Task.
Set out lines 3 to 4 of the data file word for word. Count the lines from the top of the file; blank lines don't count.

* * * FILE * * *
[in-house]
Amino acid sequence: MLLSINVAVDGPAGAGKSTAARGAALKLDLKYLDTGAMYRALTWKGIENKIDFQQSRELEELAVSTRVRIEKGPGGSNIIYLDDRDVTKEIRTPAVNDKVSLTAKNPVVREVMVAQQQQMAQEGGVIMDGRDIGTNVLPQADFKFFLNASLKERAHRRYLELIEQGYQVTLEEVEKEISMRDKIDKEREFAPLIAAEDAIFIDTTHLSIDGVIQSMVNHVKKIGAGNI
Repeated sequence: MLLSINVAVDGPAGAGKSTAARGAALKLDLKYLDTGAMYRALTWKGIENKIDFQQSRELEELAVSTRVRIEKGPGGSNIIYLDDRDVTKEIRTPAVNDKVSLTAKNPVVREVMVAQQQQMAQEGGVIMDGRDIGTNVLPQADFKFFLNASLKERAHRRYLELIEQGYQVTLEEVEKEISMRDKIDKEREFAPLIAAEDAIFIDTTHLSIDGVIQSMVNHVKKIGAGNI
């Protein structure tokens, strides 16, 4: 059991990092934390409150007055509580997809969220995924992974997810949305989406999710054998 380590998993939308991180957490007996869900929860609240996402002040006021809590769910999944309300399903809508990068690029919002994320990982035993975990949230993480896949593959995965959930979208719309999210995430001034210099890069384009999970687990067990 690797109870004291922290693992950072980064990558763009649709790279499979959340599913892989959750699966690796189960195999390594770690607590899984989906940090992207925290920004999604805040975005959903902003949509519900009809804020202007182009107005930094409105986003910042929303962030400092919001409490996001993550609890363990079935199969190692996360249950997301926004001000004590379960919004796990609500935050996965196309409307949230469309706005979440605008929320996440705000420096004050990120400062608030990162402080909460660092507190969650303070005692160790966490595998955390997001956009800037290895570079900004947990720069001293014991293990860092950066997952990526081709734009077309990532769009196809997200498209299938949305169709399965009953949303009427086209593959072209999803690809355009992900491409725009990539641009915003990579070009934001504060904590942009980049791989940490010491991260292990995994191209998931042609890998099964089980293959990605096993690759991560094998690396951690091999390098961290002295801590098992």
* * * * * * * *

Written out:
Repeated sequence: MLLSINVAVDGPAGAGKSTAARGAALKLDLKYLDTGAMYRALTWKGIENKIDFQQSRELEELAVSTRVRIEKGPGGSNIIYLDDRDVTKEIRTPAVNDKVSLTAKNPVVREVMVAQQQQMAQEGGVIMDGRDIGTNVLPQADFKFFLNASLKERAHRRYLELIEQGYQVTLEEVEKEISMRDKIDKEREFAPLIAAEDAIFIDTTHLSIDGVIQSMVNHVKKIGAGNI
């Protein structure tokens, strides 16, 4: 059991990092934390409150007055509580997809969220995924992974997810949305989406999710054998 380590998993939308991180957490007996869900929860609240996402002040006021809590769910999944309300399903809508990068690029919002994320990982035993975990949230993480896949593959995965959930979208719309999210995430001034210099890069384009999970687990067990 690797109870004291922290693992950072980064990558763009649709790279499979959340599913892989959750699966690796189960195999390594770690607590899984989906940090992207925290920004999604805040975005959903902003949509519900009809804020202007182009107005930094409105986003910042929303962030400092919001409490996001993550609890363990079935199969190692996360249950997301926004001000004590379960919004796990609500935050996965196309409307949230469309706005979440605008929320996440705000420096004050990120400062608030990162402080909460660092507190969650303070005692160790966490595998955390997001956009800037290895570079900004947990720069001293014991293990860092950066997952990526081709734009077309990532769009196809997200498209299938949305169709399965009953949303009427086209593959072209999803690809355009992900491409725009990539641009915003990579070009934001504060904590942009980049791989940490010491991260292990995994191209998931042609890998099964089980293959990605096993690759991560094998690396951690091999390098961290002295801590098992």